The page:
7. Shackleford. So let's go back to that prior stat. Three horses that won the Preakness finished out of the money in the Belmont: Big Brown, War Emblem and Louis Quatorze. What did all three have in common? Right--they were front-runners. As is Shackleford.
Big Brown isn't a great comparison because he pulled up lame during the race. And War Emblem's an odd comparison too, because he stumbled out of the gate, was rushed up to the front, and was spent after 3/4 of a mile. But Louis Quatorze...actually, not a bad comparison. Front runner who milked his speed for all he had in the Preakness. Ran in the Derby close to the lead. Was not the lone pace horse in the Belmont.
What happened in 1996? By the top of the stretch, he was being passed by Skip Away and Editor's Note, both horses that took advantage of the pace scenario and their latent distance capabilities. We think the exact same thing happens here and this guy is well-beaten.
6. Master of Hounds. This guy is going to be the wise guy horse du jour and will probably be around 5-1. Do you really want to take that short a price on a horse that's made 3 trips across the Atlantic in the last 5 weeks and has one dirt start that's been so lauded (for finishing in 5th place) that it's almost overrated at this point?
Maybe they shipped him back and forth to avoid the dreaded "Euro bounce". Even so, we're still not seeing the appeal in this guy, when there are much more interesting candidates at 3-4 times the price.
The Value Play for Exotics
5. Monzon. Intriguing. He started out the year with a strong closing win in a minor stakes win at Aqueduct, closing into a solid pace, albeit beating nothing. He no-showed in the Sam Davis in February, where clearly something went wrong because he disappeared for 3 months. He resurfaced in the Peter Pan, where he ran 6th after a horrible start and horrible trip, in a race he clearly needed. Now he's had a comeback race under his belt, is bred beautifully for the distance, and is working out sharply...at 40-1, there are worse ideas to fill out your triples.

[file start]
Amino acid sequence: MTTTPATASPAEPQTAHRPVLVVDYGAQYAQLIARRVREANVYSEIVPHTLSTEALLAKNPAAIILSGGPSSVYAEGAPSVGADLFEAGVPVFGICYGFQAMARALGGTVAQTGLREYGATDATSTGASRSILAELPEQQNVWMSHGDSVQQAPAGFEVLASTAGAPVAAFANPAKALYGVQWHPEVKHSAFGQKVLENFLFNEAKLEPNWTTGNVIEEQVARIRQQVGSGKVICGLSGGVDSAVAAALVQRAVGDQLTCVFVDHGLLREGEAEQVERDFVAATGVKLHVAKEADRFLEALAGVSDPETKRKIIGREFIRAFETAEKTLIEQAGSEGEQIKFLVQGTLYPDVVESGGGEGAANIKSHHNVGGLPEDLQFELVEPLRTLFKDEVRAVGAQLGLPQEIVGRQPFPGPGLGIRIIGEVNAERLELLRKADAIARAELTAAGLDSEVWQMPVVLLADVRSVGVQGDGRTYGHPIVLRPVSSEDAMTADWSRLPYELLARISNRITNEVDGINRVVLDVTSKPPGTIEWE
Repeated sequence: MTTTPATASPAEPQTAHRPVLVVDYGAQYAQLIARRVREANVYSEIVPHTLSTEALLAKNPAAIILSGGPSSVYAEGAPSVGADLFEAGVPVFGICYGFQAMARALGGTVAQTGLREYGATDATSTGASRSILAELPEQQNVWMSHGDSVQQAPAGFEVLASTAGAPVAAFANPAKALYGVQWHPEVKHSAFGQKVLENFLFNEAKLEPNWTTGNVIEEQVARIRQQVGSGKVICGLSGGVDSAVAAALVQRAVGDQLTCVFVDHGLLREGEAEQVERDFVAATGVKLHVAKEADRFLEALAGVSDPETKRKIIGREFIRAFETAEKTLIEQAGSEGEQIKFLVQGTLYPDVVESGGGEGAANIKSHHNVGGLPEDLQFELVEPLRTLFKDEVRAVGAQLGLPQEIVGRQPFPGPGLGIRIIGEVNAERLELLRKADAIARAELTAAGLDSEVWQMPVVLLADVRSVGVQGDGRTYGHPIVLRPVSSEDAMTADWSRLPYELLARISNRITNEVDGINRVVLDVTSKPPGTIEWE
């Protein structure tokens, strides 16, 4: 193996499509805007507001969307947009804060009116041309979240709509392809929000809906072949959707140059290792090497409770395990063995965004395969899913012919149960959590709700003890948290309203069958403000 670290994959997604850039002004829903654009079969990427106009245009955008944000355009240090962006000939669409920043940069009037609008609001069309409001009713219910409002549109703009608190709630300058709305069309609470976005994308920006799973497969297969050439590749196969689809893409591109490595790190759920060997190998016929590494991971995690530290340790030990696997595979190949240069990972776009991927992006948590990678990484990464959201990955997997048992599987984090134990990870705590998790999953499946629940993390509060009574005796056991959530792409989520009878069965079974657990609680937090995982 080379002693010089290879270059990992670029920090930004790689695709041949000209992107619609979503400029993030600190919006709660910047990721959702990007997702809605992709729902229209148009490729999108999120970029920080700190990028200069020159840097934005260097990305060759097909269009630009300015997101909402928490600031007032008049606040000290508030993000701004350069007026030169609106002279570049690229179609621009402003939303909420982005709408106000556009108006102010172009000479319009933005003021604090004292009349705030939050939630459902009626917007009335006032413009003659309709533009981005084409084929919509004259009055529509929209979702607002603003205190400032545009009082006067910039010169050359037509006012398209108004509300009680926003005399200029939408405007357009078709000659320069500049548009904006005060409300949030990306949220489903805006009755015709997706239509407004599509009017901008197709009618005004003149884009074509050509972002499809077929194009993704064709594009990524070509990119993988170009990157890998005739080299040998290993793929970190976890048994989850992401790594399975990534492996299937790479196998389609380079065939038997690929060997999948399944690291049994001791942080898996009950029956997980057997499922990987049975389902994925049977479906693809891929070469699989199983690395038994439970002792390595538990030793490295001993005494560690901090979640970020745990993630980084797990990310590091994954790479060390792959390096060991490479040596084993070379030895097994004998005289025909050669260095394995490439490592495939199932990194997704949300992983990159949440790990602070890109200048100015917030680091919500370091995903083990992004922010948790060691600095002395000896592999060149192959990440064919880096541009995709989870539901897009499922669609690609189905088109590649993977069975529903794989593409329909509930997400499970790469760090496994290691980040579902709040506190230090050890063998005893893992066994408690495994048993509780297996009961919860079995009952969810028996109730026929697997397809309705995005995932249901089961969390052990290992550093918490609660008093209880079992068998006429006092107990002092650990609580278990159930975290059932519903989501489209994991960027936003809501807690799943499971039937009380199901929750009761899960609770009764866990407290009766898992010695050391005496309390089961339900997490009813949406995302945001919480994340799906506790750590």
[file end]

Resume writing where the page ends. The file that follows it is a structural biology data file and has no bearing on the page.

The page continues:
4. Nehro. We just can't get that excited about this guy. Yeah, he's run three bang-up seconds in a row. But let's emphasize that word: seconds. He still hasn't won a race beyond a maiden special weight, seems to hang when it matters most, and is probably going to be in the neighborhood of 3-1.
In recent years, we've seen a few examples of horses that ran well in the Derby, skipped the Preakness and were pointed for the Belmont. Aptitude (2000), Invisible Ink ('01), Empire Maker ('03), Bluegrass Cat ('06), Denis of Cork ('08), and Ice Box ('10) all ran second or third in the Derby in fine efforts, then skipped the Preakness to prepare for the Belmont, thinking the rest would help. Five of the six lost the Belmont at short odds (all but Invisible Ink were the first or second choice), with Empire Maker being the lone winner. Nehro seems to be this year's edition of this trend. We can't fault anyone who uses him underneath in exactas and triples--it should be noted that Aptitude, Bluegrass Cat and Denis of Cork all ran 2nd--but on top, we're siding with others.